Concerning topic #2 and black masculinity in North America – a short essay

In a recent speech for Keppler, Laverne Cox commented on the fact that trans women of colour experience much street harassment, and have the highest homicide rate of the LGBT community. However, she sympathized with the black men who have harassed her, theorizing that they see her as a disgraceful “embodiment” of the emasculation that black cis men suffered during the eras of slavery and Jim Crow. I would like to expand on her theory by suggesting that transmisogynoir (hatred of black transgender women) among black men also comes from the aspect of their oppression that holds them as less ‘masculine’ than white men. This essay will argue that popular portrayals of black cisgender men are what have caused some to lash out at black transgender women.

There are detectable patterns within cases of harassment and killing of trans women in North America. As suggested by Ms. Cox, it is often done by cis men, and soon after the realization that the woman is trans – to oppose outward previous sexual interest. I theorize that cis men use verbal and physical violence to regain the sense of masculinity ‘lost’ by expressing interest in trans women. In North American society, men are disciplined to display masculinity through heterosexuality, sexual prowess (e.g. catcalling), and violence (Fields). Many hold the incorrect notion that trans women are really men, and thus that attraction to them is ‘gay’; therefore, they may express embarrassment about this attraction, and a desire for redemption, with violence.
As suggested by Ms. Cox, the situation is very particular within the black community. Throughout history, colonialism and cultural imperialism has held men of colour as more effeminate and therefore somehow inferior to white men. Uchenna Offor describes the oppression of black men in particular during the eras of slavery and Jim Crow:

Black Men were not allowed to perform the duties of what is considered masculine because it would allot power to the Black Race. The controlling images of the Coon, Brute, Tom, and the Picaninny were all ways to degrade and hold Black men to a lower esteem. Although stereotypes of being lazy, ignorant, child-like, angry, overly strong, over sexed, crazed, animalistic were constructed out of the Jim Crow era, these stereotypes are still commonly used when depicting Black Men in media.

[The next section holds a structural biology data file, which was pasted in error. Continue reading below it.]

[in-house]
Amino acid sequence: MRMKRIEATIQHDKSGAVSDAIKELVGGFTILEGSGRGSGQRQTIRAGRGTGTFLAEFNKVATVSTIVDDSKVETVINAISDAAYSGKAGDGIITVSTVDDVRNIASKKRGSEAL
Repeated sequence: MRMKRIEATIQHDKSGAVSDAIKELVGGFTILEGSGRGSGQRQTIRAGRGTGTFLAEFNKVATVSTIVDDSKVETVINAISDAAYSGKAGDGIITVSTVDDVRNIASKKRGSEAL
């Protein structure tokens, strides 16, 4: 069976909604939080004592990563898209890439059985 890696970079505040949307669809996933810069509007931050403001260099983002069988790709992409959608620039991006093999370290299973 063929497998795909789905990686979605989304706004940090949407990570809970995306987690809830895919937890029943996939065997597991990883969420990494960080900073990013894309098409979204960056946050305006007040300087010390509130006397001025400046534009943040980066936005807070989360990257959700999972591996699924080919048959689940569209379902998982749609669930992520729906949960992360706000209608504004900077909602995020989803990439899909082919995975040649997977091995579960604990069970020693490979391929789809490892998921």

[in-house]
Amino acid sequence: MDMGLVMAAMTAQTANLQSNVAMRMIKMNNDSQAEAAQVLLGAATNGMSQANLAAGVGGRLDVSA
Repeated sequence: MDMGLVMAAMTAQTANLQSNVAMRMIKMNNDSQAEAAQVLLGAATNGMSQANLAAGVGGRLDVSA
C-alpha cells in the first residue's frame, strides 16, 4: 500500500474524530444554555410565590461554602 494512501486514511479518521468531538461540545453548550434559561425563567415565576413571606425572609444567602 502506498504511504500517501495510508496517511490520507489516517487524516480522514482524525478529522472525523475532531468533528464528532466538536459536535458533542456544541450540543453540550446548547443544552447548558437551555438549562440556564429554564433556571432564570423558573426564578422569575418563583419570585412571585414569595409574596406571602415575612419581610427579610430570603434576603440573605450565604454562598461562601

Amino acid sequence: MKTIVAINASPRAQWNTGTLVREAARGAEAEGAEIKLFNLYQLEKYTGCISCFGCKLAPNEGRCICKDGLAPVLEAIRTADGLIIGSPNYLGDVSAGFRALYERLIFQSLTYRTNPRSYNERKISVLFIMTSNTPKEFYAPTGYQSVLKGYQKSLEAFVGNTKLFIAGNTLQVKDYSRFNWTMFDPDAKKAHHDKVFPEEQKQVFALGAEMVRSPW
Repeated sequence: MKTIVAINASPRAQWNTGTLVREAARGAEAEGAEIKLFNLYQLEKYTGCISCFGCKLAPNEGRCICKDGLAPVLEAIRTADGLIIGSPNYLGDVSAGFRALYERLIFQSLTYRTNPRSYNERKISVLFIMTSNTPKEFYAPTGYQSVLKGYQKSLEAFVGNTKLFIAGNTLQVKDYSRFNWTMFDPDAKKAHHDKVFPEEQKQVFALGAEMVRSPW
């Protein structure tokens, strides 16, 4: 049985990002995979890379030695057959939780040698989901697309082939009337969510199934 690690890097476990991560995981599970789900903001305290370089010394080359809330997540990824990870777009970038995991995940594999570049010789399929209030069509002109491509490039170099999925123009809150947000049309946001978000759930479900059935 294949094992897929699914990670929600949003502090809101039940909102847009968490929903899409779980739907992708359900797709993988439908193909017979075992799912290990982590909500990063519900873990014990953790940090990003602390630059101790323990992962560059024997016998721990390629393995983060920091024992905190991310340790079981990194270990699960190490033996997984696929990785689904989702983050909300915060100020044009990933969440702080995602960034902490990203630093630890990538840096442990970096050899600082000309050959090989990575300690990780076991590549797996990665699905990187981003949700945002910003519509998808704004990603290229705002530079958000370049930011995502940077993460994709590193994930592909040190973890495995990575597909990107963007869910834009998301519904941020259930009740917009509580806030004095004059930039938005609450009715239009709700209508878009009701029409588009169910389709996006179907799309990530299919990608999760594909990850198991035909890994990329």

Moreover, the fetishization of black masculinity during slavery, as described by Ms. Cox in her speech, lives on, albeit less violently, in works of media such as “Django Unchained” (Cook). It is and has always been an attempt by white men to control black men. As Ms. Cox suggested, the trauma of such oppression, which continues to exist, may pressure black American males to have to prove their masculinity and make it their own. In a short documentary by Byron Hurt an interviewee stated, “We, unlike white males, had to earn our masculinity… because of the difficulties of being able to obtain a sense of masculinity, because of our past, it became the most important thing to us”. Avery Jonas spoke of many black men having to obtain this sense of ‘cool’ masculinity through gang activity, due to economic oppression preventing opportunity for advancement (Morss). Moreover, street harassment would be an easy way to associate oneself with hegemonic masculinity. I theorize that transmisogny may exist among black cis men for the same reasons as they do in all cis men, but that additional pressures may motivate additional aggression. Moreover, with masculinity defined as the absence of femininity (Fields), transmisogynoir is very particular within the black cis men who believe that black trans women give in to white supremacy by denying masculinity.